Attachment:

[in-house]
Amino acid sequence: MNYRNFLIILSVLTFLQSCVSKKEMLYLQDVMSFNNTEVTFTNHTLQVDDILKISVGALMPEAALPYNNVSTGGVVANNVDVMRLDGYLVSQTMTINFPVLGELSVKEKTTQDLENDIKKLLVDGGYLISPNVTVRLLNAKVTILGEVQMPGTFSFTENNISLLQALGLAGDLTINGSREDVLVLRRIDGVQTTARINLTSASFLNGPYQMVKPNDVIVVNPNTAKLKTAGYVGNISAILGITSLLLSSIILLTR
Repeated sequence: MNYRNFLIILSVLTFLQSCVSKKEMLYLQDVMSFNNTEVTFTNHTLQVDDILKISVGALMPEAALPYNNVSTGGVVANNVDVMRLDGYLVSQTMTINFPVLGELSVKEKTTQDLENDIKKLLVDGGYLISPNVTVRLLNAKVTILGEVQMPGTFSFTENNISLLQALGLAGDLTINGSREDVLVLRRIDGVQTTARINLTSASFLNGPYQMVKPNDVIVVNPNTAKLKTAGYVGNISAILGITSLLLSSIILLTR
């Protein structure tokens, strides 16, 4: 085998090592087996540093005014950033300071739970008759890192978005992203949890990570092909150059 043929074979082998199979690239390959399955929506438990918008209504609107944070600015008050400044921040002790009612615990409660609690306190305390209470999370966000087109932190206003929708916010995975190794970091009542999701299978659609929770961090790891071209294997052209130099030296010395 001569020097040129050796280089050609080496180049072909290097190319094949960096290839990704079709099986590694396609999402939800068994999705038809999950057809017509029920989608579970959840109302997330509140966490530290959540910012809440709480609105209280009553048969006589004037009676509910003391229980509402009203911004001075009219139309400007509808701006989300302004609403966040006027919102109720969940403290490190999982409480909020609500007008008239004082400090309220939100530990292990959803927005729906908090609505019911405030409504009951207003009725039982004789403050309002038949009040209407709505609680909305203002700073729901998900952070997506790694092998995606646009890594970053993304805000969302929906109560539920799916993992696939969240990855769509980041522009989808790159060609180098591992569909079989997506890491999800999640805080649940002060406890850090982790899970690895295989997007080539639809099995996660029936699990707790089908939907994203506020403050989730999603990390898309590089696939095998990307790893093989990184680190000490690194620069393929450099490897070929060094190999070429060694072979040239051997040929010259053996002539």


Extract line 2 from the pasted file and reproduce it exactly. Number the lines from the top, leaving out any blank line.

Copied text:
Amino acid sequence: MNYRNFLIILSVLTFLQSCVSKKEMLYLQDVMSFNNTEVTFTNHTLQVDDILKISVGALMPEAALPYNNVSTGGVVANNVDVMRLDGYLVSQTMTINFPVLGELSVKEKTTQDLENDIKKLLVDGGYLISPNVTVRLLNAKVTILGEVQMPGTFSFTENNISLLQALGLAGDLTINGSREDVLVLRRIDGVQTTARINLTSASFLNGPYQMVKPNDVIVVNPNTAKLKTAGYVGNISAILGITSLLLSSIILLTR